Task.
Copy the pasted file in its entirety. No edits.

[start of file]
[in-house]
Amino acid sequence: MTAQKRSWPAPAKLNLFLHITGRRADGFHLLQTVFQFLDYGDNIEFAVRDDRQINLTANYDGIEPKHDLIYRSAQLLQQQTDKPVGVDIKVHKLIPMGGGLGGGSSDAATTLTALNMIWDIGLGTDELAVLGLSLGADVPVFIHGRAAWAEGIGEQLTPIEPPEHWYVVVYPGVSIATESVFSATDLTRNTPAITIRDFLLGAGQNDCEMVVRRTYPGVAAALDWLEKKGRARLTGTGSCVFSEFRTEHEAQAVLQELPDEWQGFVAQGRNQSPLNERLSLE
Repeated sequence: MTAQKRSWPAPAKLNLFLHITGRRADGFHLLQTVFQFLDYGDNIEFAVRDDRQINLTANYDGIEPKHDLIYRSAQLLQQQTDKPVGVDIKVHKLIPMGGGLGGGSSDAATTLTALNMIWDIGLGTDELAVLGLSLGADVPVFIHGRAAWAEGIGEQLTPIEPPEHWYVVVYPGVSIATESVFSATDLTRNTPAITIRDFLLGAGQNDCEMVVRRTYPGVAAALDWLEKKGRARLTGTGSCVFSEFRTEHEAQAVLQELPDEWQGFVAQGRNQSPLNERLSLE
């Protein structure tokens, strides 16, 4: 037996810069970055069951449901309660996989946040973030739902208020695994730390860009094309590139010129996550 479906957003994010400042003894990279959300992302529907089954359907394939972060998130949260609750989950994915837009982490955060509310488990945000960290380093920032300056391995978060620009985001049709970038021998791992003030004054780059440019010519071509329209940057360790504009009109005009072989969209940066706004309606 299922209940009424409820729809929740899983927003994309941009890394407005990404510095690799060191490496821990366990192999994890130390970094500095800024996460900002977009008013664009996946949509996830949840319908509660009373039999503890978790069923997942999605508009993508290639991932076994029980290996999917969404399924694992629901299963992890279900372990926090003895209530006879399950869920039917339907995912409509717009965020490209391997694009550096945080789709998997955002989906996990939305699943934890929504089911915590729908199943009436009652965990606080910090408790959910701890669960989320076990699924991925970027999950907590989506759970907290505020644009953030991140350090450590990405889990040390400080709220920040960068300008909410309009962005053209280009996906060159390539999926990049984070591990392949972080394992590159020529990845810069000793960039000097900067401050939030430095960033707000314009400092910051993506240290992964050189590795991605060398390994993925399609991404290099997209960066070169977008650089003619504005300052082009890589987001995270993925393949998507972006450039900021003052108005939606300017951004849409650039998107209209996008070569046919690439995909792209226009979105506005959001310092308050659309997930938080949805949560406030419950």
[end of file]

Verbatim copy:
[in-house]
Amino acid sequence: MTAQKRSWPAPAKLNLFLHITGRRADGFHLLQTVFQFLDYGDNIEFAVRDDRQINLTANYDGIEPKHDLIYRSAQLLQQQTDKPVGVDIKVHKLIPMGGGLGGGSSDAATTLTALNMIWDIGLGTDELAVLGLSLGADVPVFIHGRAAWAEGIGEQLTPIEPPEHWYVVVYPGVSIATESVFSATDLTRNTPAITIRDFLLGAGQNDCEMVVRRTYPGVAAALDWLEKKGRARLTGTGSCVFSEFRTEHEAQAVLQELPDEWQGFVAQGRNQSPLNERLSLE
Repeated sequence: MTAQKRSWPAPAKLNLFLHITGRRADGFHLLQTVFQFLDYGDNIEFAVRDDRQINLTANYDGIEPKHDLIYRSAQLLQQQTDKPVGVDIKVHKLIPMGGGLGGGSSDAATTLTALNMIWDIGLGTDELAVLGLSLGADVPVFIHGRAAWAEGIGEQLTPIEPPEHWYVVVYPGVSIATESVFSATDLTRNTPAITIRDFLLGAGQNDCEMVVRRTYPGVAAALDWLEKKGRARLTGTGSCVFSEFRTEHEAQAVLQELPDEWQGFVAQGRNQSPLNERLSLE
């Protein structure tokens, strides 16, 4: 037996810069970055069951449901309660996989946040973030739902208020695994730390860009094309590139010129996550 479906957003994010400042003894990279959300992302529907089954359907394939972060998130949260609750989950994915837009982490955060509310488990945000960290380093920032300056391995978060620009985001049709970038021998791992003030004054780059440019010519071509329209940057360790504009009109005009072989969209940066706004309606 299922209940009424409820729809929740899983927003994309941009890394407005990404510095690799060191490496821990366990192999994890130390970094500095800024996460900002977009008013664009996946949509996830949840319908509660009373039999503890978790069923997942999605508009993508290639991932076994029980290996999917969404399924694992629901299963992890279900372990926090003895209530006879399950869920039917339907995912409509717009965020490209391997694009550096945080789709998997955002989906996990939305699943934890929504089911915590729908199943009436009652965990606080910090408790959910701890669960989320076990699924991925970027999950907590989506759970907290505020644009953030991140350090450590990405889990040390400080709220920040960068300008909410309009962005053209280009996906060159390539999926990049984070591990392949972080394992590159020529990845810069000793960039000097900067401050939030430095960033707000314009400092910051993506240290992964050189590795991605060398390994993925399609991404290099997209960066070169977008650089003619504005300052082009890589987001995270993925393949998507972006450039900021003052108005939606300017951004849409650039998107209209996008070569046919690439995909792209226009979105506005959001310092308050659309997930938080949805949560406030419950």